The arts have always been associated with genius and brilliant minds – people like Mozart, Picasso and Shakespeare. But what about using art as a therapy to help the minds of the elderly?
Though it won’t cure conditions such as Dementia or Parkinson’s, it has the ability to help people by bringing them some joy and even allows them to communicate in unexpected ways.
There has been little research done to prove how it works, but practical experience shows some remarkable results. Art programs with the elderly have shown to “awaken responses” and help unlock small flickers of understanding for those experiencing memory loss.
Benefits of Art Therapy
Many elderly people have, in their youth, had hobbies that involve things like theatre, art and music. Allowing them to partake in such activities can trigger parts of the brain that are used in remembering certain actions and memories, and can reignite the happiness they once felt.
And those who have never tried their hand at the arts can discover a new experience and possible a hidden talent. There are many benefits of art therapy, they can include;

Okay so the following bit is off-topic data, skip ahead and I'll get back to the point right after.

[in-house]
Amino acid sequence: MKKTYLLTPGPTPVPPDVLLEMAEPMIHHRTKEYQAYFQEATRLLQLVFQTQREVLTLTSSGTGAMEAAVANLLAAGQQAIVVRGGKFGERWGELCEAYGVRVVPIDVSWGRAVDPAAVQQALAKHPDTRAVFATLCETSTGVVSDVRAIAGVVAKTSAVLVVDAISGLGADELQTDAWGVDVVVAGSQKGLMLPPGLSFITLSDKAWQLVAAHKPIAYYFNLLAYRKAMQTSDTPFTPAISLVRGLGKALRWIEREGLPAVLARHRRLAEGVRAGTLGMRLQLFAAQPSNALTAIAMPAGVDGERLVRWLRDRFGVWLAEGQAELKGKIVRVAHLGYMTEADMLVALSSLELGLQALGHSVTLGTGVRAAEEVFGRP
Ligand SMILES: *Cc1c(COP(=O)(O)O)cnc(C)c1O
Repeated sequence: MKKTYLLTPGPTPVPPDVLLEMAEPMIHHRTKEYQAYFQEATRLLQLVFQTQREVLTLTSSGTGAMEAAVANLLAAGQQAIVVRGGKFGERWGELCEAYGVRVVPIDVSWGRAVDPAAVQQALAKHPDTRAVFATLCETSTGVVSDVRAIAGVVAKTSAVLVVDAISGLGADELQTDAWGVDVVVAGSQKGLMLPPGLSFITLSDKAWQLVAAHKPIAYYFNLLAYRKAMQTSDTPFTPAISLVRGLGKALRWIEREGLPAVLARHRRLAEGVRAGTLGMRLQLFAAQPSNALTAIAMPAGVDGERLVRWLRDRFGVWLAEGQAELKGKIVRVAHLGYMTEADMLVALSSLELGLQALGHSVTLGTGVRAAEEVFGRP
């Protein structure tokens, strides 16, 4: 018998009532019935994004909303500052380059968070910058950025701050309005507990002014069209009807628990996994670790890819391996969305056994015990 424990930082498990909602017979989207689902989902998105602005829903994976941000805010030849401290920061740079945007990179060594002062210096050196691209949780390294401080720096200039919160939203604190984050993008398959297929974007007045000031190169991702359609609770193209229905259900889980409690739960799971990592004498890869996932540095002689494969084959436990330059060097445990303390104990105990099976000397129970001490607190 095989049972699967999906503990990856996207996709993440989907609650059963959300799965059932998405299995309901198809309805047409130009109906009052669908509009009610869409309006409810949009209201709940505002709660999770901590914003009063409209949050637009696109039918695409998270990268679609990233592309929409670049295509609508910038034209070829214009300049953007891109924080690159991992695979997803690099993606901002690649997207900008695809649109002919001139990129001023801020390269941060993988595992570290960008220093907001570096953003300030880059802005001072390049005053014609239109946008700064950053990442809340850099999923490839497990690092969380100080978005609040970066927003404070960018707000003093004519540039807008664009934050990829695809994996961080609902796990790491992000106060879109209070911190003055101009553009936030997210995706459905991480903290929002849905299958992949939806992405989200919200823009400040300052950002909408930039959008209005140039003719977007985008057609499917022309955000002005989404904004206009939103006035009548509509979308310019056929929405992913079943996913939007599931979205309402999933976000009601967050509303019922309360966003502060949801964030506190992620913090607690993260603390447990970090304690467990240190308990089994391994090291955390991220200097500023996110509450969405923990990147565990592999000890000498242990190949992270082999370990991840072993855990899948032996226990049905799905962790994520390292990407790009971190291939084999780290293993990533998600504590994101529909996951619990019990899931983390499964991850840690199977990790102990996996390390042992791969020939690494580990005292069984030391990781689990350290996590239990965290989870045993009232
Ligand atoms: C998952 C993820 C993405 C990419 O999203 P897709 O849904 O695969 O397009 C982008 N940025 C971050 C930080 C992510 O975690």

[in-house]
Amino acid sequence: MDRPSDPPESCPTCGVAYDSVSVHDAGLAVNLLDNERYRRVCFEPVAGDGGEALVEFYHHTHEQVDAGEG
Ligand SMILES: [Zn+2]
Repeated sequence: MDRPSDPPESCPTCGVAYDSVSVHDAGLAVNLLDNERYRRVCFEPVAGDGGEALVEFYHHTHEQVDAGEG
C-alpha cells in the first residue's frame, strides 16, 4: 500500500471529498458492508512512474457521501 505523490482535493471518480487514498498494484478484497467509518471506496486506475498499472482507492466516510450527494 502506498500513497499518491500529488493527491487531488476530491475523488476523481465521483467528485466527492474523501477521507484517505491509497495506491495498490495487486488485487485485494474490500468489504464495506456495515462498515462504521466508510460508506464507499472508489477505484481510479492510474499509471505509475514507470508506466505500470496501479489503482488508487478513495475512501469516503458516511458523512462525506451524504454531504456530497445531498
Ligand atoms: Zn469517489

- Helping people to relax
- Reducing depression and anxiety
- Improving cognition
- Offering sensory stimulation
- Encourages socialising
- Brings back memories of past passions/hobbies
- Increasing self-esteem
- Inciting Playfulness and a sense of humour
- Reducing boredom
Art Therapy here in Australia
One such place that is combining the arts with healthcare is The Arts Health Institute, a non-profit organisation based in Sydney. Co-founded by Australian actor, comedian and mime, Jean-Paul Bell, he was a State Finalist Senior Australian of the Year in 2015.
The Arts Health Institute have extended their services to residential aged care provider, Allity with their “Artists in the House” program. This new program involves having professional, specially trained artists come to Allity’s facilities and run programs for the residents on a regular basis.
The program involves bringing a variety of options from painting to creative writing to singing and dancing to seniors in the nursing homes.
The program’s focus is to help residents enjoy art, build social engagement and self-esteem. And because the residents get involved in the art it also helps to lift their moods through self expression.
It can be difficult seeing loved ones go through the changes of ageing, and especially difficult if they develop Dementia. But there are small things like art and culture that can bring them some joy and make them feel more at ease.
Video: Proven therapy for seniors in aged care